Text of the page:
Improving needle biopsy for men affected by prostate cancer

University College LondonDr Dean Barratt£74,014 2011 - 2013

Why We Funded It:

Needle biopsy is a common technique for diagnosing prostate cancer, which involves taking small samples of prostate tissue through the rectum for examination under the microscope. The procedure can be unreliable, as it may 'miss' the cancer if it is in an area of the prostate where a sample was not taken, and most men find the procedure painful or unpleasant. In this project, Dr Barratt and his team will build and evaluate a new device for performing prostate needle biopsy, which will allow tissue samples to be collected much more accurately, using new, state of the art imaging known as 3D ultrasound. If successful, Dr Barratt's new system will transform the way in which prostate biopsy is performed, ultimately leading to a much shorter procedure and much fewer tissue samples being required. This will improve the accuracy of diagnosis, improve the experience for men and will ultimately help to save men's lives, thus providing huge benefits for men with prostate cancer.

 

Scientific Title: Improving Prostate Cancer Diagnosis and Monitoring using 3DUltrasound-Guided Biopsy

 

Research project summary:

This project will include technical development and testing of a new 3D ultrasound biopsy system for more effective diagnosis of prostate cancer. The information provided by current biopsy techniques is limited and prone to error, hence, the accuracy of diagnosis and suitability of treatment plans cannot be guaranteed. The project plan is to build and evaluate a new device for performing needle biopsy of the prostate, which will allow tissue samples to be collected much more accurately and reproducibly than they can using conventional techniques. To achieve this, a new type of ultrasound imaging, called three-dimensional - or 3D - imaging will be used that allows the whole prostate to be imaged within a fraction of a second. In particular, the system will help doctors to collect samples from pre-determined locations in the prostate gland according to a standard plan or other information, such as a previous biopsy or magnetic resonance (MR) image. This may indicate the location of suspected tumours within the prostate.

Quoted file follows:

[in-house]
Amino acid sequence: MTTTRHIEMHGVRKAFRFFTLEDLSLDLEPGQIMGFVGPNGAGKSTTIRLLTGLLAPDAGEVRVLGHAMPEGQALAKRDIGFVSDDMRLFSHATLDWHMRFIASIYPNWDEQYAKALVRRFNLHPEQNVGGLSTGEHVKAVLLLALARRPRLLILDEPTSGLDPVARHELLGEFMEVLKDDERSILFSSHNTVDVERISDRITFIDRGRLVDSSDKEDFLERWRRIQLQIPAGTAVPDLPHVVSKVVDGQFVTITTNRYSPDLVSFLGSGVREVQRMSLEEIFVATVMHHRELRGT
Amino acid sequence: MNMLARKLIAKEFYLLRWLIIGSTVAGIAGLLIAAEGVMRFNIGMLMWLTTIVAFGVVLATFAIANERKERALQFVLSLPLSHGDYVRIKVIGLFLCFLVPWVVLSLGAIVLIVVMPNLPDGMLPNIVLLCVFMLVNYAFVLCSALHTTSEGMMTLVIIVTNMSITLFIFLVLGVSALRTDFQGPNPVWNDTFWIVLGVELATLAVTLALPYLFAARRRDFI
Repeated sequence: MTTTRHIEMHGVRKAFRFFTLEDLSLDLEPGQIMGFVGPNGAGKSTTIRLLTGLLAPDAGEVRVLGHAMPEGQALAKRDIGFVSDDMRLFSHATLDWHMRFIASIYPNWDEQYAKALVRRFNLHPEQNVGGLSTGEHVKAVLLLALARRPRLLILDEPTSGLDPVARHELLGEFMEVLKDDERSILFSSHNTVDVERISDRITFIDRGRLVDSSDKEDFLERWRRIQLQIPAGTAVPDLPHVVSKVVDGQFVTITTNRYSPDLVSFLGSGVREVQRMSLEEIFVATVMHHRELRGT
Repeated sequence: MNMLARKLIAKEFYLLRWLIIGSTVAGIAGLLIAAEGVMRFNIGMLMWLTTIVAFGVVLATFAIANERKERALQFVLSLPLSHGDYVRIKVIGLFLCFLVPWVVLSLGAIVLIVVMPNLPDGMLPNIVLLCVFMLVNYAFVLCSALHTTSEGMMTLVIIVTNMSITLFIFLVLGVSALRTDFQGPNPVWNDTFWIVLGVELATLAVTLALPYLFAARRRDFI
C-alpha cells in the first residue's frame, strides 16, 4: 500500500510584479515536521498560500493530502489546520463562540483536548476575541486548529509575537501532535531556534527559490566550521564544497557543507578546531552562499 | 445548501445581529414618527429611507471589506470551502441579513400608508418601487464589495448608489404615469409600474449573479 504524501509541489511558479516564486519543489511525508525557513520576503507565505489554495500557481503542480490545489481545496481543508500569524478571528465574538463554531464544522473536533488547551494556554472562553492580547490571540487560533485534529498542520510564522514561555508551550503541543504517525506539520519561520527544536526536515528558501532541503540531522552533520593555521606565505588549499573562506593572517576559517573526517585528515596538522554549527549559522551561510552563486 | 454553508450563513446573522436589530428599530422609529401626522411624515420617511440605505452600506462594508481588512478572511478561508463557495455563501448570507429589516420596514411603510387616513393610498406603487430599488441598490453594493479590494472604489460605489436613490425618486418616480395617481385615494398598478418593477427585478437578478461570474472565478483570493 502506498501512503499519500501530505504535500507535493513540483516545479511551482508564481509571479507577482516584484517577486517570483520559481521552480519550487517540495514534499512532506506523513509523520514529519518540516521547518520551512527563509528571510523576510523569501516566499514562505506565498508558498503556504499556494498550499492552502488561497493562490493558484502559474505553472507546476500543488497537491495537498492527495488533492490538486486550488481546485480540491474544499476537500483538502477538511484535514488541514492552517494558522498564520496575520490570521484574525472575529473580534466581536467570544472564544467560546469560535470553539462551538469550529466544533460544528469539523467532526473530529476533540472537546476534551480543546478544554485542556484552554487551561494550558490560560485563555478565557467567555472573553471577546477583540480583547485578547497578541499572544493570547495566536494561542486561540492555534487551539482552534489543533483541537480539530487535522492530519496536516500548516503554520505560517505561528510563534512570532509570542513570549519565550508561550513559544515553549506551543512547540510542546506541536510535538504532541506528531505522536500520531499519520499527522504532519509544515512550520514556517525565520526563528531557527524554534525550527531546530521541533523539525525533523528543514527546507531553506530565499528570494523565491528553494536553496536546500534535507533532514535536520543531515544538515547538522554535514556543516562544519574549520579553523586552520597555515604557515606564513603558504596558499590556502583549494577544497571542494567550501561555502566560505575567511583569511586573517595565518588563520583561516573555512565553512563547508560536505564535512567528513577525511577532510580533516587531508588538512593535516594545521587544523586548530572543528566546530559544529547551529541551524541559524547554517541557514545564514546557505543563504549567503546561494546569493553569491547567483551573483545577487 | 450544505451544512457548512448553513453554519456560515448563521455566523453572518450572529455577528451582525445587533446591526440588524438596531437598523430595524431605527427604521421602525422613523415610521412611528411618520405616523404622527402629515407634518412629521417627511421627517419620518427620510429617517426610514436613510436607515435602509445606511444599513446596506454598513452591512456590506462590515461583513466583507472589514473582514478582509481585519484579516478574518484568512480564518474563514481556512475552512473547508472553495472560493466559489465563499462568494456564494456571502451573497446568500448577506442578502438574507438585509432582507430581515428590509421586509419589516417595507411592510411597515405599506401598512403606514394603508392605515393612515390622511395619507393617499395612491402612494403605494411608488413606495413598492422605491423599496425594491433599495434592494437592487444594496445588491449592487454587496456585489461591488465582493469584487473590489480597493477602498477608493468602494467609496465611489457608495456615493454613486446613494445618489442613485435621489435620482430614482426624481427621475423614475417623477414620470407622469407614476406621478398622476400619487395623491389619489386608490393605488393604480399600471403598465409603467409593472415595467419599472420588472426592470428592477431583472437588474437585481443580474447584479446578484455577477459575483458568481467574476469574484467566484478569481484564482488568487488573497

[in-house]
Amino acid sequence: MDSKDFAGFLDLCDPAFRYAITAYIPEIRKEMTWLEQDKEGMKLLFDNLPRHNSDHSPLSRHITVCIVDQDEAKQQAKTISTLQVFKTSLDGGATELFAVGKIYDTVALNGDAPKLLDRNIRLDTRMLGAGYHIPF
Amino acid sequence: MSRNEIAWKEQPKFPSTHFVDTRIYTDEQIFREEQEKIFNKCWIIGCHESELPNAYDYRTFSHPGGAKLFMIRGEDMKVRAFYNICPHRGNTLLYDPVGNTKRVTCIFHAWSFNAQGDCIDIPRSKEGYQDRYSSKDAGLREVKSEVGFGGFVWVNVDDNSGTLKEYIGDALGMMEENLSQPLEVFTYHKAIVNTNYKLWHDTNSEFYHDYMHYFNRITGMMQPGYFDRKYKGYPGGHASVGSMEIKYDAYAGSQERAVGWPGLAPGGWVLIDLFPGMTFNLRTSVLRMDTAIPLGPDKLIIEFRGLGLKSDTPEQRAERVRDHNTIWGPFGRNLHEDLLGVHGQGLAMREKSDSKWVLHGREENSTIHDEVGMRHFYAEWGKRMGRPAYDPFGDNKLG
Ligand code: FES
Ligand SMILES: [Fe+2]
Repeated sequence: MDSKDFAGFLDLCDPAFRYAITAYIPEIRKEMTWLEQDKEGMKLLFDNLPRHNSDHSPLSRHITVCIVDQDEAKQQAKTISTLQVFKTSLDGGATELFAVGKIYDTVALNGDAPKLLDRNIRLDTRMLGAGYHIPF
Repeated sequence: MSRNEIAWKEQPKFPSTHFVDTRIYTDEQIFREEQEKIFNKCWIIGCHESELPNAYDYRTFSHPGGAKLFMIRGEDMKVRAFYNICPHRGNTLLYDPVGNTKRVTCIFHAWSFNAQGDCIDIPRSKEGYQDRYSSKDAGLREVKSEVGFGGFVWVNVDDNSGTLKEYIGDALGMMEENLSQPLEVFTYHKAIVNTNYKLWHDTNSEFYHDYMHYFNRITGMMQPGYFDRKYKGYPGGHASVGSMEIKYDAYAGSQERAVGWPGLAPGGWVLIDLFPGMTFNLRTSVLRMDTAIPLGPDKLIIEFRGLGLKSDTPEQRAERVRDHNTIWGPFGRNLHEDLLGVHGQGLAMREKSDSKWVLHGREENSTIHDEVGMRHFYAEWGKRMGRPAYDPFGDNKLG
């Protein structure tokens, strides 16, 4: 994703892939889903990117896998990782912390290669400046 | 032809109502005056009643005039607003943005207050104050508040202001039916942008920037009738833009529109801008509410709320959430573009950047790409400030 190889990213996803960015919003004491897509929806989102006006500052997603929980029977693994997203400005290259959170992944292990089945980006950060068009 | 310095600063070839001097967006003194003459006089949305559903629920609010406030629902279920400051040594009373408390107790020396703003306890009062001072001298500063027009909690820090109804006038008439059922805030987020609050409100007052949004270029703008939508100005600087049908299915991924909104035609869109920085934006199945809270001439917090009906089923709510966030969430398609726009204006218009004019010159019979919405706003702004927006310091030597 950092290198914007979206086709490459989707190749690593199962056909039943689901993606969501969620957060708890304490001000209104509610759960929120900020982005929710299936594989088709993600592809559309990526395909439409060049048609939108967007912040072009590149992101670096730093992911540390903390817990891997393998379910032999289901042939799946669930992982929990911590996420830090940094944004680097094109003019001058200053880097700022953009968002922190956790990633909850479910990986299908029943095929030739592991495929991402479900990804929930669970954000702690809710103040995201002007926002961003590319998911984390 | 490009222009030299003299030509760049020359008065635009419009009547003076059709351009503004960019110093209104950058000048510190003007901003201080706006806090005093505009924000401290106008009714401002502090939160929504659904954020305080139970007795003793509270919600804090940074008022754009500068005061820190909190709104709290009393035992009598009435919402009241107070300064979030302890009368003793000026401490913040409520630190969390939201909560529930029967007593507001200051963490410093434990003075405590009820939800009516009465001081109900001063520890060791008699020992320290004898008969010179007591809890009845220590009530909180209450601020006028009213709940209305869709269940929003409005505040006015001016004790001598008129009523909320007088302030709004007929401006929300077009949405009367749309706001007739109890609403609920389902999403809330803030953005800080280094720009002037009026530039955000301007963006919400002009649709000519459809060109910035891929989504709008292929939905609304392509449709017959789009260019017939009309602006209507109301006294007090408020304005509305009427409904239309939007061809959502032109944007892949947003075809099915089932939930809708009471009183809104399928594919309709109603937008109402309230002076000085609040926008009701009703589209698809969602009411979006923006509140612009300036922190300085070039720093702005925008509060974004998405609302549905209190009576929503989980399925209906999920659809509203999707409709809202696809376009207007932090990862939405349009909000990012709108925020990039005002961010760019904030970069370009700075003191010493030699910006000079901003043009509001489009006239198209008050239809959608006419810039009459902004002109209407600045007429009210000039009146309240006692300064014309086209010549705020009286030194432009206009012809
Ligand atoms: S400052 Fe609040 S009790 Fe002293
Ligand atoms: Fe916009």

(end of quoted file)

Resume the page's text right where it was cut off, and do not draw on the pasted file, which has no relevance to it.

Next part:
If successful, this new "targeted biopsy" strategy will improve diagnosis using biopsy samples, and result in a much shorter and more tolerable procedure for men, because fewer samples will be required to establish a diagnosis. At the very least, the new method is expected to help improve consistency between different doctors, hospitals, and on different occasions. This is especially important for men who undergo regular biopsies as part of an active surveillance programme, or following treatment to confirm that cancer has been successfully eradicated. By the end of this project, the research team expect to have a validated prototype biopsy system to allow a large scale clinical trial for rigorous assessment of the new method in patients.

Want to see how our expert peer review panel rated this project?

See links below:

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Peer reviewer quote

"This is an excellent grant application. I believe that it will yield important information which will be of help in the diagnosis and management of prostate cancer."

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RAC member quote

"This proposal addresses an important problem. The methodology is sound, the objectives realistic and results achievable within the proposed timetable. The study is strategically aligned with the research interests of the study group and will provide important information on optimal prostate biopsy technique."